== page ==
International Labor Organization, 332.º report of the Committee on Freedom of Association, Geneva, November, 2003, para. 513, available at http://www.ilo.org/public/spanish/standards/relm/gb/docs/gb288/pdf/gb-7.pdf (last visited on December 23, 2004).
 International Labor Organization, Subregional Office for Central America, Haiti, Panama, and the Dominican Republic, Indicators Database, available at http://www.oit.or.cr/estad/td/inserttd.php?v=td32&l=1&p=cub (last visited on October 19, 2004).
According to indicators reported by the ILO, the unemployment rate
in Cuba was 6.3% in 1998 and 5.4%
 American Declaration, op.cit. 5, Whereas.
 Ibid., Article II.
 IACHR, María Eugenia Morales de Sierra vs. Guatemala, Case 11.625, Report Nº 4/01, January 19, 2001, para. 31, available at http://www.cidh.org/women/Guatemala11.625.htm#_ftnref1 (last visited on December 27, 2004).
 Ibid., para. 36.
 Inter-American Court of Human Rights, Proposed Amendments of the Naturalization Provisions of the Political Constitution of Costa Rica. Advisory Opinion OC-4/84 of January 19, 1984. Series A No. 4, para. 55.
 Convention on the Elimination of all Forms of Discrimination against Women, 1980, U.N. GAOR 3d Comm., 34th Sess., U.N. Doc. A/34/180 (1979), reprinted in 19 I.L.M. 33 (1980) (hereinafter “CEDAW”).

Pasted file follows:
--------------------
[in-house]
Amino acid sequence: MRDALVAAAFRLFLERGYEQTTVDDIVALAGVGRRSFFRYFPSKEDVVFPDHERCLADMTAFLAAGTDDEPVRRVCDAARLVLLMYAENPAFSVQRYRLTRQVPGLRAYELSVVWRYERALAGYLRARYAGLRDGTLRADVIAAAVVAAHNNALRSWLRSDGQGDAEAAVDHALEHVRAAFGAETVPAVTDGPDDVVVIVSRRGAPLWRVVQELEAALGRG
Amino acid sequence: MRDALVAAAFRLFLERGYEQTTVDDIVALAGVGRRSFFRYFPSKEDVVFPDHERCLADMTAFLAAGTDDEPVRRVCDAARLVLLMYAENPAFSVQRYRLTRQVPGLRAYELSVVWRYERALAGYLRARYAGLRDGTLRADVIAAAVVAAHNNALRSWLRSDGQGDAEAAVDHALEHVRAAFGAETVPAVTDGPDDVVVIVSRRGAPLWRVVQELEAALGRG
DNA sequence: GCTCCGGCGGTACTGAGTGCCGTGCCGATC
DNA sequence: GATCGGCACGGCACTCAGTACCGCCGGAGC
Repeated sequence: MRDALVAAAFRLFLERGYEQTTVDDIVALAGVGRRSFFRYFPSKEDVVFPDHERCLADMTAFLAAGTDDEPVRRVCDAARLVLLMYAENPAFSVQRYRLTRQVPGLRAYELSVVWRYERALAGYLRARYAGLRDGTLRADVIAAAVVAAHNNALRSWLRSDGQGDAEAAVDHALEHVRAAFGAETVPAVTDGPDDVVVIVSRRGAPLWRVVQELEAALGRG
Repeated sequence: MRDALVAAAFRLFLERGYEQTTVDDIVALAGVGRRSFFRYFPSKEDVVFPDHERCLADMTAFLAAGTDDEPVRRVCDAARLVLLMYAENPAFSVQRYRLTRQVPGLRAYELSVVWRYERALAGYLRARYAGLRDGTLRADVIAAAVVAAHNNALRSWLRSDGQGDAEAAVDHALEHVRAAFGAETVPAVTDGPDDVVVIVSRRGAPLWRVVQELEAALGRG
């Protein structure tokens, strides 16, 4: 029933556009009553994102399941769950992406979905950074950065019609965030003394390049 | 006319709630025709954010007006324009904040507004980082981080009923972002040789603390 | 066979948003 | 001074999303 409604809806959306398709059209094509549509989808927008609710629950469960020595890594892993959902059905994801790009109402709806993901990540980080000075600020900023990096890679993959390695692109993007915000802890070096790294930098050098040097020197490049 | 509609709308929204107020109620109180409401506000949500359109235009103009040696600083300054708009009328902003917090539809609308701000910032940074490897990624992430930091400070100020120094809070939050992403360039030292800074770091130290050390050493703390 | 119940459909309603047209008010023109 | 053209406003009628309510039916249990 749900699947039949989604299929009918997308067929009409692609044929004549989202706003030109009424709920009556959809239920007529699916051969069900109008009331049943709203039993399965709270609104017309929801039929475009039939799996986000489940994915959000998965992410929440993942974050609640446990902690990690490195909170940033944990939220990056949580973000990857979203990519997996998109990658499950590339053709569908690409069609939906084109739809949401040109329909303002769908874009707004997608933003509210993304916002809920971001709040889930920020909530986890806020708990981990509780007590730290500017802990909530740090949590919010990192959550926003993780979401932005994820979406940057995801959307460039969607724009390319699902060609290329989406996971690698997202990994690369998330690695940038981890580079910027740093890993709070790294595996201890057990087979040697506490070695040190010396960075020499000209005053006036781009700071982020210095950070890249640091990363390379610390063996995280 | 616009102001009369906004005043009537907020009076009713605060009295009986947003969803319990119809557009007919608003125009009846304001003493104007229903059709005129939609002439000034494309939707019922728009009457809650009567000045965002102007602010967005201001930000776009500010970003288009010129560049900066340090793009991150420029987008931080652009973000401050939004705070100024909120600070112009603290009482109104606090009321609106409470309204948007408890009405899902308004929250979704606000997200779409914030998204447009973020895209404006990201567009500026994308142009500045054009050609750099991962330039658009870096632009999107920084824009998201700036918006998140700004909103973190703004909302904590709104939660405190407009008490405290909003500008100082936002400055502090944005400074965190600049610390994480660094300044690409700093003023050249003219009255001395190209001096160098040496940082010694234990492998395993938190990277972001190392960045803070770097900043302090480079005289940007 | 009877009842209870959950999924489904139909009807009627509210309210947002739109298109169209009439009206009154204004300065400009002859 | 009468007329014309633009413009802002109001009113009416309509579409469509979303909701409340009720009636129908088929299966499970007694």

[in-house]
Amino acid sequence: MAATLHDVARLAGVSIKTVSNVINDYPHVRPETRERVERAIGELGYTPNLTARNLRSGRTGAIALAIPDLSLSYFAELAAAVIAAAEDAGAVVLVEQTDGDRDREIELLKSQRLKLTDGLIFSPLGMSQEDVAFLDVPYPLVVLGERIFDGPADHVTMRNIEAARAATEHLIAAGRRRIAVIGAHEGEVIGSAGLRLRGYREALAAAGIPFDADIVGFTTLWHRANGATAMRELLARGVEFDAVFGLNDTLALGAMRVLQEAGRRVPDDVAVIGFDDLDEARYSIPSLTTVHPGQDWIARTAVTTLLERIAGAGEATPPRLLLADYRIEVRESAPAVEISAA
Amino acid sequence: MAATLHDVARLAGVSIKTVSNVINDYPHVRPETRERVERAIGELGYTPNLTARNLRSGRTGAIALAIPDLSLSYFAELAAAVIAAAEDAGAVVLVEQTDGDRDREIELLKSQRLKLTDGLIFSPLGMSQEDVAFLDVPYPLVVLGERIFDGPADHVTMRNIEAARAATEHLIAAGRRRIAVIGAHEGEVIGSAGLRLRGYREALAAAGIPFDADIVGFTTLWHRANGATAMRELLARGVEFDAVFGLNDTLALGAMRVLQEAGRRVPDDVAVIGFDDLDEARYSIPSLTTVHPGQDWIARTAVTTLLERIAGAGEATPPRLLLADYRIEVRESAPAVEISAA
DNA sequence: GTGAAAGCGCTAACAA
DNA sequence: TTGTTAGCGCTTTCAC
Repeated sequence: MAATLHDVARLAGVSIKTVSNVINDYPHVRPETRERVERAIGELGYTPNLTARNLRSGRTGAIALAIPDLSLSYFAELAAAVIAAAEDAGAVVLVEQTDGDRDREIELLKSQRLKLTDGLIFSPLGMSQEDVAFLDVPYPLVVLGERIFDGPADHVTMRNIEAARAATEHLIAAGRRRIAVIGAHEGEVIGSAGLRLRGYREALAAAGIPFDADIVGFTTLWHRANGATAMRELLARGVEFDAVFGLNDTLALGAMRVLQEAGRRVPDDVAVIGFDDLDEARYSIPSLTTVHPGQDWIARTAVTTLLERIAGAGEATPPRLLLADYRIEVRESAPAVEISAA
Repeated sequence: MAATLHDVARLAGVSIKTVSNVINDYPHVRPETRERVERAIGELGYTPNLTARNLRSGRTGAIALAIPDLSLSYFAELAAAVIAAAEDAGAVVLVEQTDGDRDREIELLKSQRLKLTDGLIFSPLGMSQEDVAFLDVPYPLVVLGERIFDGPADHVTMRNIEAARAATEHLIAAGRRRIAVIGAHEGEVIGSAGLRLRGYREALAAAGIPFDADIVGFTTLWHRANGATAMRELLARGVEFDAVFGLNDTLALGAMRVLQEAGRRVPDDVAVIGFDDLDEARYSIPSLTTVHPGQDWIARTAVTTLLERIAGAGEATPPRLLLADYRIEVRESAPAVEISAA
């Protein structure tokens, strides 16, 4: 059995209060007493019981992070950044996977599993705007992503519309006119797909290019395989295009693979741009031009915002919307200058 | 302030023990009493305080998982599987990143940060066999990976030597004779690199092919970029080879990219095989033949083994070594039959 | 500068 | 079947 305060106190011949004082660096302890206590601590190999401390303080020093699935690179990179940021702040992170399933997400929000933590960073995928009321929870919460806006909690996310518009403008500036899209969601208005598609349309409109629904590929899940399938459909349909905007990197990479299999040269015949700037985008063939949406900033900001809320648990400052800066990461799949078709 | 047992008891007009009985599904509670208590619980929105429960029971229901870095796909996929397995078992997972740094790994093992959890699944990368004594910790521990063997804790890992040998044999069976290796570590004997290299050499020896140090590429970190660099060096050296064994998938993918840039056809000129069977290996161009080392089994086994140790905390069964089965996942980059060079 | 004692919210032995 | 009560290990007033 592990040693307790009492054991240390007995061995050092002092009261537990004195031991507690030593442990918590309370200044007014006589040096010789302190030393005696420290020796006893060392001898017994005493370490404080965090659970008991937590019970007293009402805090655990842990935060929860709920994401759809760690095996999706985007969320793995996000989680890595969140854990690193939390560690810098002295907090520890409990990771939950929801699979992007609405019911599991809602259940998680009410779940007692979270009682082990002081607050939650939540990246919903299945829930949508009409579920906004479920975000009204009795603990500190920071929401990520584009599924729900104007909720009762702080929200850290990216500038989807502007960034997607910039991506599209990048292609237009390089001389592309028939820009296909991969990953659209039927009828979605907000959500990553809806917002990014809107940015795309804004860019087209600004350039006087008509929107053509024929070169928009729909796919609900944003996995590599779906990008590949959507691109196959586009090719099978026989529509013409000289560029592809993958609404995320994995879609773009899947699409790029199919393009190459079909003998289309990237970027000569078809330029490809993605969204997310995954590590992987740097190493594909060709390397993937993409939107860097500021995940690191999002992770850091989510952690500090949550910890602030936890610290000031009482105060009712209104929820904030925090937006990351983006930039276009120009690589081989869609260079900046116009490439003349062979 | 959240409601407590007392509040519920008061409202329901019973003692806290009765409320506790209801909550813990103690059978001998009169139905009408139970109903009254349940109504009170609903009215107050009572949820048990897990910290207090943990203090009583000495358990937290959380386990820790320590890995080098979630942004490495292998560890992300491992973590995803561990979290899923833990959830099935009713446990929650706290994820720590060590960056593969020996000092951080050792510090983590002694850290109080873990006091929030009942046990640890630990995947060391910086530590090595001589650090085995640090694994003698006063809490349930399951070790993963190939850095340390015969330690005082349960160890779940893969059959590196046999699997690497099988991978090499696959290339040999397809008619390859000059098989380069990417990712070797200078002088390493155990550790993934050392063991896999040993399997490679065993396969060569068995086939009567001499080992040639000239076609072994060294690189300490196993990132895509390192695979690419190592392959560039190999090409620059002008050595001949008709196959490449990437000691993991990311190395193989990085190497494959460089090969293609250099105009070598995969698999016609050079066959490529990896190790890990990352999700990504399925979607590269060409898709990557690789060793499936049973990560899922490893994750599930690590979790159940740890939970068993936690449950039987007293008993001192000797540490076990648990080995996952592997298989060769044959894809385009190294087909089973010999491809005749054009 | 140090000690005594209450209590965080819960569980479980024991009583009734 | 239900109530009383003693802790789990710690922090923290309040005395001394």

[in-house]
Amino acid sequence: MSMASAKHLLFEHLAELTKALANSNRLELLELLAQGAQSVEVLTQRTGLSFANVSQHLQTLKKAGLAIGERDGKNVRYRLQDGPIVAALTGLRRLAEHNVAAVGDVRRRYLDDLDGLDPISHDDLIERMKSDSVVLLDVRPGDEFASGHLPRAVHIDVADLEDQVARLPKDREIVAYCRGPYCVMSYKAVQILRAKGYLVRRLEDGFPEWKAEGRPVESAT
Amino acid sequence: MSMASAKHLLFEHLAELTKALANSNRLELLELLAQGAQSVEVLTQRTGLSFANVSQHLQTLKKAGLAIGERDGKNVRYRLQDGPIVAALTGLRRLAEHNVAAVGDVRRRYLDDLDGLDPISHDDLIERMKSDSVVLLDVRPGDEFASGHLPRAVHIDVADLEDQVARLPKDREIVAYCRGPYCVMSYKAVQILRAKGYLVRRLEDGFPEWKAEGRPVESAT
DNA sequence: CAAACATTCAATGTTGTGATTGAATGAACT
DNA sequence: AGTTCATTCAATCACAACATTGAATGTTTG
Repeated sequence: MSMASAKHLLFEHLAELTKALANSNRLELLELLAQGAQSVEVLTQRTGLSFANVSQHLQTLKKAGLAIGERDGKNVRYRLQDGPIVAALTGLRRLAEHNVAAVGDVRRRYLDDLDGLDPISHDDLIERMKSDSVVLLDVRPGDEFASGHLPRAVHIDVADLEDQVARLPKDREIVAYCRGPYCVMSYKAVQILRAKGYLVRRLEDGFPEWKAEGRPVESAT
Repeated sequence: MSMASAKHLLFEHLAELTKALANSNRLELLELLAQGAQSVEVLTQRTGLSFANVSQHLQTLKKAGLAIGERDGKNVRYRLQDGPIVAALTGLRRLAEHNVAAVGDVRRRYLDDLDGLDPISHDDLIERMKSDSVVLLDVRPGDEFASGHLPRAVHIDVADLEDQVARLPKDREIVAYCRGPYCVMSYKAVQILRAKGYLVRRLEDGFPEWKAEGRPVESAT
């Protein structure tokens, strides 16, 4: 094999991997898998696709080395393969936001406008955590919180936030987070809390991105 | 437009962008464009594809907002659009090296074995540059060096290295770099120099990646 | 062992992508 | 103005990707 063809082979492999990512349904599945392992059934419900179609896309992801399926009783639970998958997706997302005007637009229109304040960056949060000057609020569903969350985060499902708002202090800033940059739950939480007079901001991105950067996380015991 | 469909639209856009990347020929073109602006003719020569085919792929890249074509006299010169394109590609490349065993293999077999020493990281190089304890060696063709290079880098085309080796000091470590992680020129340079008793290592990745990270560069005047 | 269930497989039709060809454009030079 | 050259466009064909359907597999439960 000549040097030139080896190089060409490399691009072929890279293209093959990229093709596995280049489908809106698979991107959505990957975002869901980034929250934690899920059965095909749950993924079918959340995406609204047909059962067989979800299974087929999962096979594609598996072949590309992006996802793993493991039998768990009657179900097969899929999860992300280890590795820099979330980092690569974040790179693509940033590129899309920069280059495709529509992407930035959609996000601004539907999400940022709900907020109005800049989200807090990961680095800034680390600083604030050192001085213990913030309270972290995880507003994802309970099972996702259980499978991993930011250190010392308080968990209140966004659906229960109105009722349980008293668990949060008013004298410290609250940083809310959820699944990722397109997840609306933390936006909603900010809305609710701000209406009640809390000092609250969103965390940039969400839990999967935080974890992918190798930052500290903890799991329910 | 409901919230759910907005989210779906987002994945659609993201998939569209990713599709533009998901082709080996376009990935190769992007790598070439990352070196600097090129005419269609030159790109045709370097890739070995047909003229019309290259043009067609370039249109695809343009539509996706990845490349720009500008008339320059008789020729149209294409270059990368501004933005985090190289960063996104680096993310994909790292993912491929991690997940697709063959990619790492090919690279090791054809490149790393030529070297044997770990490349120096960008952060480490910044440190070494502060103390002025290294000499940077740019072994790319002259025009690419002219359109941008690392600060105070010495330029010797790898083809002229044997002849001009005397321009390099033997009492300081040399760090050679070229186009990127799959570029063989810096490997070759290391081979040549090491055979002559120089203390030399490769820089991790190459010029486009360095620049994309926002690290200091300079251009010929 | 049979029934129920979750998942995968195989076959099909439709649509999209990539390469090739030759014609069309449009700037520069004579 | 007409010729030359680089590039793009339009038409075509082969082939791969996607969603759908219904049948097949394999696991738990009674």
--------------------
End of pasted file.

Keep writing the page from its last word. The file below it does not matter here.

Inter-American Court of Human Rights, Case of the “Street Children” (Villagrán Morales et al). Judgment of November 19, 1999. Series C No. 63, paras. 194-198.
 Constitution of the Republic of Cuba, Articles 41 – 44.
 Law 1289 (1975).
 Decree-Law 234 Maternity of Workers, August 13, 2003; ISIS International, Portal Mujeres Hoy, Cuba: Nueva Legislación Aumenta Derechos de Mujeres Trabajadoras, September 9, 2003;
 UNAIDS At Country Level Progress Report, UNAIDS/04.35E (September, 2004).
 Cuban Criminal Code, Law 62, Articles 298, 300, and 301 (1979).
 ISIS International, Web Database, Laws on Domestic Violence in Latin America and the Caribbean, http://www.isis.cl; Report of the Special Rapporteur on Violence against Women, its Causes and Consequences, International, Regional, and National Developments in the Area of Violence against Women 1994-2003, E/CN.4/2003/75/Add.1, February 27, 2003, para. 1349, 1357 – 1358.
 Reports of the United Nations Special Rapporteur on Violence against Women, E/CN.4/2003/75/Add.1, February 27 2003, para. 1358; Mission to Cuba, E/CN.4/2000/68/Add.2, February 8, 2000, paras. 17-23.